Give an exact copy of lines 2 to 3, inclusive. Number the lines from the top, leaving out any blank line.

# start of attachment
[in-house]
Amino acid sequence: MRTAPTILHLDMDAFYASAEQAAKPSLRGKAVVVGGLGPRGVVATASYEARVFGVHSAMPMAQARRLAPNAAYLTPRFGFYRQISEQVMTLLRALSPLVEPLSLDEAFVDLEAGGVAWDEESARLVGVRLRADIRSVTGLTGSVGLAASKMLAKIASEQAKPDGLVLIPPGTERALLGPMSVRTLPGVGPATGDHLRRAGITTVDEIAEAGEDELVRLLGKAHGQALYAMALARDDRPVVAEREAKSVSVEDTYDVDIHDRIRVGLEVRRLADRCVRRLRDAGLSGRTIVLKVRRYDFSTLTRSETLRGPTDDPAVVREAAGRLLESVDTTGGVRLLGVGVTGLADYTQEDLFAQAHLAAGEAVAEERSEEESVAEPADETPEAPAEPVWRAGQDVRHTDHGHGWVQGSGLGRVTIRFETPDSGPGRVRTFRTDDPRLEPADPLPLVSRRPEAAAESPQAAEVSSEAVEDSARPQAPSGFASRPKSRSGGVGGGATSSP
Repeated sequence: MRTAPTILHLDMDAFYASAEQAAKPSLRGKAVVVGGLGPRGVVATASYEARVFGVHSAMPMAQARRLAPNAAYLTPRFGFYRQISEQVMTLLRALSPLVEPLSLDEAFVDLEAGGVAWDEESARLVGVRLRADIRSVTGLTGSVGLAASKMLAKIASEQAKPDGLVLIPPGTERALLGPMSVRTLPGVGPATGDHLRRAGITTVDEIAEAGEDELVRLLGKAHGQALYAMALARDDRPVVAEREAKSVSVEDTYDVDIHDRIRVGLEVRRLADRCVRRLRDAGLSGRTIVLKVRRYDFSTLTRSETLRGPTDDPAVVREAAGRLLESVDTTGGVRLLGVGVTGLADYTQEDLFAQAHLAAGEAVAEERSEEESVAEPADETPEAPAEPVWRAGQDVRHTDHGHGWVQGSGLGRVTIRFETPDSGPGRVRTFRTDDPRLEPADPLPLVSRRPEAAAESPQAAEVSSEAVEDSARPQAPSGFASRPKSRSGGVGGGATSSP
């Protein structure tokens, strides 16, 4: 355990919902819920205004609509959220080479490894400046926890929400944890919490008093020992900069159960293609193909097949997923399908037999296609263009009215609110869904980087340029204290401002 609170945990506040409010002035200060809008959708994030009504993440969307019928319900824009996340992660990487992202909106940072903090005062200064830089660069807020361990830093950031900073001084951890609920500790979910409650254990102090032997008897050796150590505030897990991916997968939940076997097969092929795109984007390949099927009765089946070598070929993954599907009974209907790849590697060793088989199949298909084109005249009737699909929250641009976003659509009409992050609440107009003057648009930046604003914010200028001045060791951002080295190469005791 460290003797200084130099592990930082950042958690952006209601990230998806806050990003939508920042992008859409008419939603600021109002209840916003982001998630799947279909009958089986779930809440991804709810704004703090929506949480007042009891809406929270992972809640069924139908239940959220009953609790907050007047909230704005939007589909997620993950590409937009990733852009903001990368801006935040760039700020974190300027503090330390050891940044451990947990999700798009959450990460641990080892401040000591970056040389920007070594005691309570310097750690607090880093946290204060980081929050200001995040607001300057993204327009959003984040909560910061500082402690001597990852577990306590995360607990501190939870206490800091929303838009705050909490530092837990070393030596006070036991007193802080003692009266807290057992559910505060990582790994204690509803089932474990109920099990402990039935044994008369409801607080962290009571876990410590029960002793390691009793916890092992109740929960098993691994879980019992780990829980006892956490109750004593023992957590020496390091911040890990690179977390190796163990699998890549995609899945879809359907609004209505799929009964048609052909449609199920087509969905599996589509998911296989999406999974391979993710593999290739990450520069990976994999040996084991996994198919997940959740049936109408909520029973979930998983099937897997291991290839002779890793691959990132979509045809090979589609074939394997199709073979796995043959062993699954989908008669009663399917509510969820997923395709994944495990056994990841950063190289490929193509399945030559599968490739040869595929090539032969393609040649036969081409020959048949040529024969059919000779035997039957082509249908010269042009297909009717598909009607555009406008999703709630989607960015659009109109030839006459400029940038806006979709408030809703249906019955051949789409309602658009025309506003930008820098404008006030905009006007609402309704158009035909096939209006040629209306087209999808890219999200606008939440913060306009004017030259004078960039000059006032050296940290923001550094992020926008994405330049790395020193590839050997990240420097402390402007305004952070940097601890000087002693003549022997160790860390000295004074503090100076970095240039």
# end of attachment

Amino acid sequence: MRTAPTILHLDMDAFYASAEQAAKPSLRGKAVVVGGLGPRGVVATASYEARVFGVHSAMPMAQARRLAPNAAYLTPRFGFYRQISEQVMTLLRALSPLVEPLSLDEAFVDLEAGGVAWDEESARLVGVRLRADIRSVTGLTGSVGLAASKMLAKIASEQAKPDGLVLIPPGTERALLGPMSVRTLPGVGPATGDHLRRAGITTVDEIAEAGEDELVRLLGKAHGQALYAMALARDDRPVVAEREAKSVSVEDTYDVDIHDRIRVGLEVRRLADRCVRRLRDAGLSGRTIVLKVRRYDFSTLTRSETLRGPTDDPAVVREAAGRLLESVDTTGGVRLLGVGVTGLADYTQEDLFAQAHLAAGEAVAEERSEEESVAEPADETPEAPAEPVWRAGQDVRHTDHGHGWVQGSGLGRVTIRFETPDSGPGRVRTFRTDDPRLEPADPLPLVSRRPEAAAESPQAAEVSSEAVEDSARPQAPSGFASRPKSRSGGVGGGATSSP
Repeated sequence: MRTAPTILHLDMDAFYASAEQAAKPSLRGKAVVVGGLGPRGVVATASYEARVFGVHSAMPMAQARRLAPNAAYLTPRFGFYRQISEQVMTLLRALSPLVEPLSLDEAFVDLEAGGVAWDEESARLVGVRLRADIRSVTGLTGSVGLAASKMLAKIASEQAKPDGLVLIPPGTERALLGPMSVRTLPGVGPATGDHLRRAGITTVDEIAEAGEDELVRLLGKAHGQALYAMALARDDRPVVAEREAKSVSVEDTYDVDIHDRIRVGLEVRRLADRCVRRLRDAGLSGRTIVLKVRRYDFSTLTRSETLRGPTDDPAVVREAAGRLLESVDTTGGVRLLGVGVTGLADYTQEDLFAQAHLAAGEAVAEERSEEESVAEPADETPEAPAEPVWRAGQDVRHTDHGHGWVQGSGLGRVTIRFETPDSGPGRVRTFRTDDPRLEPADPLPLVSRRPEAAAESPQAAEVSSEAVEDSARPQAPSGFASRPKSRSGGVGGGATSSP